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[DPRG] Shocking

Subject: [DPRG] Shocking
From: Dennis Draheim nomadicnerd at gmail.com
Date: Wed May 10 19:26:17 CDT 2006

I would respectfully say that they don't know what they're talking about.
It's not the voltage, it's the amperage that must be limited to prevent
injury.

I have owned a shock collar for a dog.  When it activates, a spark will arc
at least a quarter inch from its terminals.  There is no way that a 2-6v
charge could ionize the air to create such a spark.  While I haven't
measured it, I would guess that the voltage is at least 500-1000v.

I also have played with fencing transformers (I grew up on a farm -- I used
one as the primary stage of a Tesla coil once).  Their output voltage is in
the 1000-4000v range.  I believe their frequency is the same as that of the
power line, that is, 60Hz.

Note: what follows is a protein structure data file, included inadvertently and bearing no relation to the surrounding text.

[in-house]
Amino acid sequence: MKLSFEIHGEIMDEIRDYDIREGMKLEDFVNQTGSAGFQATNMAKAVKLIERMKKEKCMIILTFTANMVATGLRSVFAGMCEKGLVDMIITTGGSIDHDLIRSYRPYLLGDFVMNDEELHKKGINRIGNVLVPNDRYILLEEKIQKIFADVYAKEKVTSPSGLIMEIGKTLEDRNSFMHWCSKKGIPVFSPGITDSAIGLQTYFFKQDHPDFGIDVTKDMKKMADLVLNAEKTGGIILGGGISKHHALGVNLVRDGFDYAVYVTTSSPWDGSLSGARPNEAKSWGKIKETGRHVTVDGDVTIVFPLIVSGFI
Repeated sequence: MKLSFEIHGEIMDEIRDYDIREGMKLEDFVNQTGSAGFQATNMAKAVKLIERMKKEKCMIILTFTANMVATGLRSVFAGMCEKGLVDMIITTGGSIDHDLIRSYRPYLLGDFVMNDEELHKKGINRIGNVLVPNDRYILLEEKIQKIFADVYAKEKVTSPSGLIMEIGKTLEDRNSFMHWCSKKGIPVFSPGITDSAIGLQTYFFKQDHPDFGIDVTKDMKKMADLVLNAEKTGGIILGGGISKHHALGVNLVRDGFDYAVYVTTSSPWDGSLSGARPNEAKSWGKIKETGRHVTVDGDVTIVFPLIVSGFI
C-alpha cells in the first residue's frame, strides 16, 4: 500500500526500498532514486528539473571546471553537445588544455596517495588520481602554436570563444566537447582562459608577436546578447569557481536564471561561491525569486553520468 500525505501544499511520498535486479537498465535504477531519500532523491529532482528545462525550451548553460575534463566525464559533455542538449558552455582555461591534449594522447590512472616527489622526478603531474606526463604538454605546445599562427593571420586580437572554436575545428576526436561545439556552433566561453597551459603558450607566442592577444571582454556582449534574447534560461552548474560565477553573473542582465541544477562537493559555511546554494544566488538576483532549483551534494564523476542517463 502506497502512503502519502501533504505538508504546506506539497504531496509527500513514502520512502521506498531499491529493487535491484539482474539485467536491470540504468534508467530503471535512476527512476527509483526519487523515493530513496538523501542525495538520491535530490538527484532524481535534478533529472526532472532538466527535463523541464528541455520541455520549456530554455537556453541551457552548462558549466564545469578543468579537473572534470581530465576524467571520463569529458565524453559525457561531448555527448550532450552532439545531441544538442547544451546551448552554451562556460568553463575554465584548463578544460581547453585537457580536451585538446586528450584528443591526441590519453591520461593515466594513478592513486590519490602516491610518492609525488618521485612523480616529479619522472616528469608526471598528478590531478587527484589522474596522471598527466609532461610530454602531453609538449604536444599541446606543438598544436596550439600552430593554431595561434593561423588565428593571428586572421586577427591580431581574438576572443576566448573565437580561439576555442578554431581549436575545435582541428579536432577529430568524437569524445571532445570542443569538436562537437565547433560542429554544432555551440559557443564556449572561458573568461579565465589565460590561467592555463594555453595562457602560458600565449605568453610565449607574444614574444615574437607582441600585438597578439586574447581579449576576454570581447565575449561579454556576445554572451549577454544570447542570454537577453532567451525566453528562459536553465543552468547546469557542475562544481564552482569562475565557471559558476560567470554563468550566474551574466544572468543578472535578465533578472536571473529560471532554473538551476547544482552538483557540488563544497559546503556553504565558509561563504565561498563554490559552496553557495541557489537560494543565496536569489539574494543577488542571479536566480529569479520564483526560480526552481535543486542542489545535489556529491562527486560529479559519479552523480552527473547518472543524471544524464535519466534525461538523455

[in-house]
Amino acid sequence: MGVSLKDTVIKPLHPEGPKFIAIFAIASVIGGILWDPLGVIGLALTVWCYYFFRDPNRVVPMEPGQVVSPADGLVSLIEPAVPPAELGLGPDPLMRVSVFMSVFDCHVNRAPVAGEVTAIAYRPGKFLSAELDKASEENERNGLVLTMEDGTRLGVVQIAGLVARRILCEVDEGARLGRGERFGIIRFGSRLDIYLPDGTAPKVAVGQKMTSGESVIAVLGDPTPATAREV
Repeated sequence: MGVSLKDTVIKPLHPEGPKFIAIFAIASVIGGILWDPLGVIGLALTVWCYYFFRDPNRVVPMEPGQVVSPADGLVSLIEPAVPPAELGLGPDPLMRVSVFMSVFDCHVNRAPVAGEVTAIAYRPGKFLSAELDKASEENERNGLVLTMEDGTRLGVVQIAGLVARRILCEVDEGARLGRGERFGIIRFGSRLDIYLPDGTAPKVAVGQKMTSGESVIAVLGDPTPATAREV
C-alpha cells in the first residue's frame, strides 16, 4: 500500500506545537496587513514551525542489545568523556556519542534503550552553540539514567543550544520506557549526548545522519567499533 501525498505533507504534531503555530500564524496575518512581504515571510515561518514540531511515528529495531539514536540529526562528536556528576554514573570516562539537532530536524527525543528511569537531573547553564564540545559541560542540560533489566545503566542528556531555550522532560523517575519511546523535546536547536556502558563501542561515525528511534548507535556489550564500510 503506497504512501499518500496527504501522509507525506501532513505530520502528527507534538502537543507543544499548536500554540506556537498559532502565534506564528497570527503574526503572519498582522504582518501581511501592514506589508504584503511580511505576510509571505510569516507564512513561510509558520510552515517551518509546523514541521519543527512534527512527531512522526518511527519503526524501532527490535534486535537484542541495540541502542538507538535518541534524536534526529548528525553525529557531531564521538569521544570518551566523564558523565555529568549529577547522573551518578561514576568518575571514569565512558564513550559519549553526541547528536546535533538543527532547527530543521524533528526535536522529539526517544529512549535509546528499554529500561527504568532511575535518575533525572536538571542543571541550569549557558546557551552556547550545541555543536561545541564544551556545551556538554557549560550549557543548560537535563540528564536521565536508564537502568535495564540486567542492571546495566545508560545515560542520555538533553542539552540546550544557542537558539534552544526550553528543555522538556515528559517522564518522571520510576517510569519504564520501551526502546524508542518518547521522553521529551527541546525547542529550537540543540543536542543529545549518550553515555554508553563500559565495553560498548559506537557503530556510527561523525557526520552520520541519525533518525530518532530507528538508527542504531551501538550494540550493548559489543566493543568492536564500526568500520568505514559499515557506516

Tesla coils avoid injury by having a very high frequency and very low
current.  If you take the frequency up into the radio range (~50Khz or
better), then the current travels over the surface of the skin instead of
penetrating it.  I had a Tesla coil that generated 80000+ volts, and I could
hold a wrench in my hand and let the Tesla coil hit it with an 8" spark
without sustaining injury.  (Without the wrench, I would end up with a burn
where the spark touched my skin, more from the heat of the ionized air than
the current.)

Dennis

On 5/10/06, Kipton Moravec <kip at kdream.com> wrote:
>
> I have a project where I have to incorporate a shocking system into a
> dog collar for training. (Long story)
>
> I have been doing some reading and one person says that the voltage
> should be between 2V and 6V! And that 6V is too high for a horse!
>
> I know I do not get a shock from a 9V battery (except when I put my
> tongue on it) or even a 12V car battery, and I have not gotten one
> working with 24V either.
>
> I have gotten one from the ringer of a telephone which I believe is 48V.
> And of course good old 120VAC.
>
> I was looking at shocking system (like electric fence) and they say
> 1000V or 2000V or even 20,000V All are pulsing at 3 to 30 times per
> second.
>
> Can someone explain why someone would say 2-6V is what is needed?
>
> Kip
> --
> Kipton Moravec <kip at kdream.com>
>
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>



--
Dennis
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